Confidence to thwart metal bulls

[] — A deluge of money into industrial metals betting on stronger economic growth and demand has produced a spectacular rally that is sustainable, but probably only for a short while.

That is why investors with a time horizon of more than a few months need to watch inventories and keep tabs on consumer and corporate confidence and demand, which could disappoint.

Industrial metals have been volatile in recent weeks, but the general trend has been for higher prices.

Prices of copper used in power and construction, and aluminium used in transport and packaging are up about 50 percent at $6,000 and $1,980 a tonne respectively since April when markets started to see signs of economic stabilisation.

“The upward price momentum in commodity markets is strong. They are only looking at positive data now, just as in the last quarter of 2008 and the first quarter of 2009 they only looked at negative data,” said Eugen Weinberg, analyst at Commerzbank.

Reasons for the flood of money into industrial metals also include perceptions that the worst of the recession is over and restocking by corporates after an intense period of running down inventories.

The weaker U.S. currency too played a major role for many investors, who naturally associate a lower dollar with cheaper commodity prices.

“There’s a lot of cash on the side that’s been happy to move into commodities,” said Joel Crane, analyst at Deutsche Bank.

“We are sensing signs of a major disconnect between fundamentals and price momentum. Metals inventories are rising, particularly aluminium, zinc, copper.”


China is the world’s largest consumer of industrial metals. Its fiscal stimulus packages of nearly $600 billion announced last November has helped boost optimism and expectations for industrial metals demand growth.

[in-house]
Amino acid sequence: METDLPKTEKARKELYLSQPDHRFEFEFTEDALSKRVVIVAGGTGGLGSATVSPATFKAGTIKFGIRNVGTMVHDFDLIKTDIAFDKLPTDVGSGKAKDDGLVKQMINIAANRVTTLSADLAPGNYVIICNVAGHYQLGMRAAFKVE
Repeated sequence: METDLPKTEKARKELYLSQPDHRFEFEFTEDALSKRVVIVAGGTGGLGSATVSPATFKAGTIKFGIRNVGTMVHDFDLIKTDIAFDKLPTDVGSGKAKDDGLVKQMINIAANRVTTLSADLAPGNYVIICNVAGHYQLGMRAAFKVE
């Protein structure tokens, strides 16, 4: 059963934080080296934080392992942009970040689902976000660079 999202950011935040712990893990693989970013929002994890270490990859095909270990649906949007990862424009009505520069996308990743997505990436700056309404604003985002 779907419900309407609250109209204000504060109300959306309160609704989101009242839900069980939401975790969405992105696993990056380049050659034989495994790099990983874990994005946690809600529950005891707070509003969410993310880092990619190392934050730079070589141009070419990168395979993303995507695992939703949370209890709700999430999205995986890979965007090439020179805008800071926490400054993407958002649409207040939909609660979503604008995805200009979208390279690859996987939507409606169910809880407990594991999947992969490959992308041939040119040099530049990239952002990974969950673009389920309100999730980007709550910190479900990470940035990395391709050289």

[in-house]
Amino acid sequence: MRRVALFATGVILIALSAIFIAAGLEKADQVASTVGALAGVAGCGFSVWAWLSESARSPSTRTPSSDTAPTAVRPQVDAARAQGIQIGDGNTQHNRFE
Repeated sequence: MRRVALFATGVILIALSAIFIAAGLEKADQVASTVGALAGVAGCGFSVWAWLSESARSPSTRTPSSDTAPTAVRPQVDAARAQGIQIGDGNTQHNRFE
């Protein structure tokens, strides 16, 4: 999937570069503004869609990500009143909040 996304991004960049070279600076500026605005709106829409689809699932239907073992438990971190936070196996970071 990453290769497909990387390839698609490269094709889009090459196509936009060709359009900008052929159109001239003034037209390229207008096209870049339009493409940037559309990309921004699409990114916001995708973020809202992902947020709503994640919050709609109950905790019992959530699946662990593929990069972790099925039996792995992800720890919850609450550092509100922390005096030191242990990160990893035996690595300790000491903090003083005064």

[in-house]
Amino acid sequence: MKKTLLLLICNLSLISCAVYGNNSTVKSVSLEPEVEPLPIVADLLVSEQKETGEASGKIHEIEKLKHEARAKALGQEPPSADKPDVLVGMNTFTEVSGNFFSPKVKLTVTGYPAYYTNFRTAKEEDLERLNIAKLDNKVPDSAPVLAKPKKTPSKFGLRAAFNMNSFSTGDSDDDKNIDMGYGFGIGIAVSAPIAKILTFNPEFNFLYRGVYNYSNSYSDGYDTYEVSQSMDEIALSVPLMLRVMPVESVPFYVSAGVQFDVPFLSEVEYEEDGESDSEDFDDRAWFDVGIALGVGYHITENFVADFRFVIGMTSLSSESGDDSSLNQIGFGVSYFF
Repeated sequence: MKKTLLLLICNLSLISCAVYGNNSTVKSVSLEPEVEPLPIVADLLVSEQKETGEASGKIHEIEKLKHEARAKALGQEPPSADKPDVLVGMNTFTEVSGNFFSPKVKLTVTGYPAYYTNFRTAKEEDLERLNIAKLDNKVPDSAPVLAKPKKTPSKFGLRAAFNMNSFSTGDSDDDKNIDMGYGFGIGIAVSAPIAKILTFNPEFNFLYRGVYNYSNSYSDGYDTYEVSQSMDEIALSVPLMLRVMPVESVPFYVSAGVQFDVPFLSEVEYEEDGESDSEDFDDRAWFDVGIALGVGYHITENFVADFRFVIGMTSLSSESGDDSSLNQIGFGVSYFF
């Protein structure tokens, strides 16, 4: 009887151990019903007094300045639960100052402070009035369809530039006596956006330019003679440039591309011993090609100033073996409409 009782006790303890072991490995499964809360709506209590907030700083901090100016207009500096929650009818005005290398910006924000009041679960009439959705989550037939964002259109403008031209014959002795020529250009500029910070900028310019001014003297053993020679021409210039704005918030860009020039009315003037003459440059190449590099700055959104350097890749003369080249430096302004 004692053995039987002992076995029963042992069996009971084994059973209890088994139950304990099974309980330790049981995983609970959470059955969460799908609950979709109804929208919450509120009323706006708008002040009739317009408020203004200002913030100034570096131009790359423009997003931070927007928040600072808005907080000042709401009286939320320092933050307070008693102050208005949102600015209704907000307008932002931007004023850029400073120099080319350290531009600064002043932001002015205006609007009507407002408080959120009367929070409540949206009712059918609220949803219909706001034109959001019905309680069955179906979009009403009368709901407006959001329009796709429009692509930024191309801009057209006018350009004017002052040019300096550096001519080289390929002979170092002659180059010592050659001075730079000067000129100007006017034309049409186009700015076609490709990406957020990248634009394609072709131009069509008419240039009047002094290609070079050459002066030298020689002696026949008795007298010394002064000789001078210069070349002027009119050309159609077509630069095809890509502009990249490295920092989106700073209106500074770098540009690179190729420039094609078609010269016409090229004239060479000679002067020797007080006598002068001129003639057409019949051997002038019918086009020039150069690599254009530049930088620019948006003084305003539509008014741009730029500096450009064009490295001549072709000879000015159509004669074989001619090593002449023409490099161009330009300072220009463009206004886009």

The package is one reason why China has been replenishing its stocks of industrial commodities.

“The magnitude of this buying took many by surprise as China became a net importer of base metals,” said Catherine Virga, analyst at CPM Group.

“Chinese influence on the market has extended well into the third quarter and we now expect consumers outside China to step in as buyers to restock their own depleted stocks.”

Stimulus packages in other countries, historically low interest rates and central banks pumping money into the system have all helped to stave off a 1930s style depression.

“The macro economic backdrop is incrementally supportive for base metals,” said Michael Jansen, analyst at JPMorgan. “The second-half pullback argument doesn’t make any sense.”


Looking ahead into next year, many expect rising unemployment to hamper individual and corporate demand and hit tax revenues, already under the cosh from the slowdown.

Throw into the mix a period of government cutbacks, potentially higher tax rates and interest rates — to ward off inflation — and the omens are not good.

This is why some metals consumers do not expect to see a real demand picking up until possibly the second half of 2010.

Among them are Finnish copper fabricator Luvata, which in July said it does not expect a significant demand increase for copper until the middle of 2010.

An executive at a U.S. firm also told Reuters earlier this week that his company would not be buying any aluminium until next June “when prices will be lower”.

This is partly because consumers know about the financing deals — which are said to have tied up about 70 percent of the record 4.56 million tonnes of stocks in London Metal Exchange warehouses until May 2010.

Aluminium prices are expected to tumble as these deals mature and more than 320,000 tonnes — about 9 percent of global annual aluminium consumption — hits the market.

Copper stocks have risen to above 292,000 tonnes in LME warehouses, after nearly halving to about 250,000 tonnes in July from levels around 500,000 tonnes in April. Much of the draw is said to have found a home in China.

“Higher commodity prices, unless validated, by higher pay awards, act to dampen activity by eroding real incomes. This then feeds back into lower demand for commodities,” Lombard Street Research said in a note.

“Add to this that much of the recent rise in commodity prices seems to be due to a build-up of Chinese inventories and the prospect is rather one for lower commodity prices.”